ruby-lint

Build Status Code Climate

ruby-lint is a static code analysis tool for Ruby. It is inspired by tools such as jshint, flake8 and similar tools. ruby-lint primarily focuses on logic related errors such as the use of non existing variables instead of focusing on semantics (e.g. the amount of characters per line).

The features of ruby-lint include but are not limited to the detection of unused variables, the use of undefined methods and method calls with invalid argument amounts and more. More in-depth analysis will be added over time.

The aim of ruby-lint is to provide analysis that is as accurate as possible. However, due to the dynamic nature of Ruby and the sheer amount of meta-magic in third-party code there will at times be false positives. Analysis can be improved by documenting your code using YARD, in particular the @param and @return tags are used by ruby-lint to obtain extra information when processing methods.

Requirements

  • a Ruby implementation running 1.9 or newer
  • a Unix based Operating System

The following Ruby implementations/versions are officially supported:

  • MRI 1.9.3, 2.0 or 2.1
  • Rubinius 2.0 and newer
  • Jruby 1.7 and newer

Ruby implementations running a 1.8 based version of Ruby are not supported.

Installation

The easiest way to install ruby-lint is to install it from RubyGems:

gem install ruby-lint

If you prefer to install (and build) ruby-lint from the source code you can do so as following:

git clone git://github.com/YorickPeterse/ruby-lint.git
cd ruby-lint
bundle install # you can also install the dependencies manually
rake build

This builds a new version of the Gem and saves it in the pkg/ directory.

Usage

Using ruby-lint from the CLI is very easy. To analyze a set of files you run the following:

ruby-lint file1.rb file2.rb

For more information specify either the -h or --help option.

Example

Given the following code:

class Person
  def initialize(name)
    # oops, not setting @name
  end

  def greet
    return "Hello, #{@name}"
  end
end

user     = Person.new('Alice')
greeting = user.greet

user.greet(:foo)

Analysing this file using ruby-lint (with the default settings) would result in the following output:

test.rb: error: line 7, column 22: undefined instance variable @name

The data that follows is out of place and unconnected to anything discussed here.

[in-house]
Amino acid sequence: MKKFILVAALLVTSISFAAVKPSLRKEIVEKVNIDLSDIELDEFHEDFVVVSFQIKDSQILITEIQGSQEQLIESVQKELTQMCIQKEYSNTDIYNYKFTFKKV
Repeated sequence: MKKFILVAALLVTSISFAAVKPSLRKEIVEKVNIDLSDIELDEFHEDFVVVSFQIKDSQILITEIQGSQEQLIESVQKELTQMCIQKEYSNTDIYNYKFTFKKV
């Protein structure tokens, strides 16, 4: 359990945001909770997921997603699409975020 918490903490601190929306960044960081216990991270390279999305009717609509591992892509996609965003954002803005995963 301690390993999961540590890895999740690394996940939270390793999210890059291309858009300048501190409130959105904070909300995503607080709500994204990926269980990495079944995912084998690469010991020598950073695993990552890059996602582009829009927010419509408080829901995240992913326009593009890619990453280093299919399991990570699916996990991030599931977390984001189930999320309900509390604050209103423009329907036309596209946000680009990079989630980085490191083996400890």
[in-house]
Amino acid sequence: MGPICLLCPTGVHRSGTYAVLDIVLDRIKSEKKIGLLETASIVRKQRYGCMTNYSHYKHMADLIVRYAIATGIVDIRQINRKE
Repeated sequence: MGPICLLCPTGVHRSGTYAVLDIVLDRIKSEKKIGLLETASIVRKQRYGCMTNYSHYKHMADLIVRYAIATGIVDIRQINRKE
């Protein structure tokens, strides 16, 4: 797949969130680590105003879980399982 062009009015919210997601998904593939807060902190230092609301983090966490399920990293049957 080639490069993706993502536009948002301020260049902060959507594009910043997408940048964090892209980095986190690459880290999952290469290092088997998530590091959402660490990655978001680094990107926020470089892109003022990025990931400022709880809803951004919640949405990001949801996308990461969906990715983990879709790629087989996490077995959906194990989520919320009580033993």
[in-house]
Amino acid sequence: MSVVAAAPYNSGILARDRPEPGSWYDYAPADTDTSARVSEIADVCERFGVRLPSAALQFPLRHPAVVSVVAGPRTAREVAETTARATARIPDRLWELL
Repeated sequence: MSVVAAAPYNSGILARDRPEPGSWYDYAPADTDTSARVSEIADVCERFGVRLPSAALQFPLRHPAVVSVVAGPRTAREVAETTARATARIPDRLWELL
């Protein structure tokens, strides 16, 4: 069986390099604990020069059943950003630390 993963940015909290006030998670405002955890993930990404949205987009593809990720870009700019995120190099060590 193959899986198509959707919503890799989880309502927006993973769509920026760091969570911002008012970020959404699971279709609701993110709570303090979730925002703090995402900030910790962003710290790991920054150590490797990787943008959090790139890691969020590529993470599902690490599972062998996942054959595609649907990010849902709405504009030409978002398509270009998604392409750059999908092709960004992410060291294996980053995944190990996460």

test.rb: warning: line 12, column 1: unused local variable greeting
test.rb: error: line 14, column 1: wrong number of arguments (expected 0 but got 1)

Integration

ruby-lint versus Rubocop

A question commonly asked is what purpose ruby-lint serves compared to other tools such as Rubocop. After all, upon first sight the two tools look pretty similar.

The big difference between ruby-lint and Rubocop is that ruby-lint focuses primarily on technical problems such as the use of undefined methods/variables, unused variables/method arguments and more. Rubocop on the other hand focuses mostly on style related issues based on a community driven Ruby style guide. This means that it will for example warn you about methods written using camelCase and method bodies that are considered to be too long.

Personally I have little interest in adding style related analysis as Rubocop already does that and in my opinion does a far better job at it. I also simply think it's too boring to write analysis like this. Having said that, ruby-lint has some basic style related analysis (e.g. the use of BEGIN) but this mostly serves as a simple example on how to write analysis code.

In the end it depends on what your needs are. If you have a team that's having trouble following a consistent coding style then Rubocop is probably the right tool for the job. On the other hand, if you're trying to debug a nasty bug then ruby-lint will most likely be more useful.

Security

As a basic form of security ruby-lint provides a set of SHA512 checksums for every Gem release. These checksums can be found in the checksum/ directory. Although these checksums do not prevent malicious users from tampering with a built Gem they can be used for basic integrity verification purposes.

The checksum of a file can be checked using the sha512sum command. For example:

$ sha512sum pkg/ruby-lint-0.9.1.gem
10a51f27c455e5743fff7fefe29512cff20116b805bec148e09d4bade1727e3beab7f7f9ee97b020d290773edcb7bd1685858ccad0bbd1a35cc0282c00c760c6  pkg/ruby-lint-0.9.1.gem

In the past Gems were also signed using PGP, this is no longer the case.

Documentation

License

All source code in this repository is licensed under the MIT license unless specified otherwise. A copy of this license can be found in the file "LICENSE" in the root directory of this repository.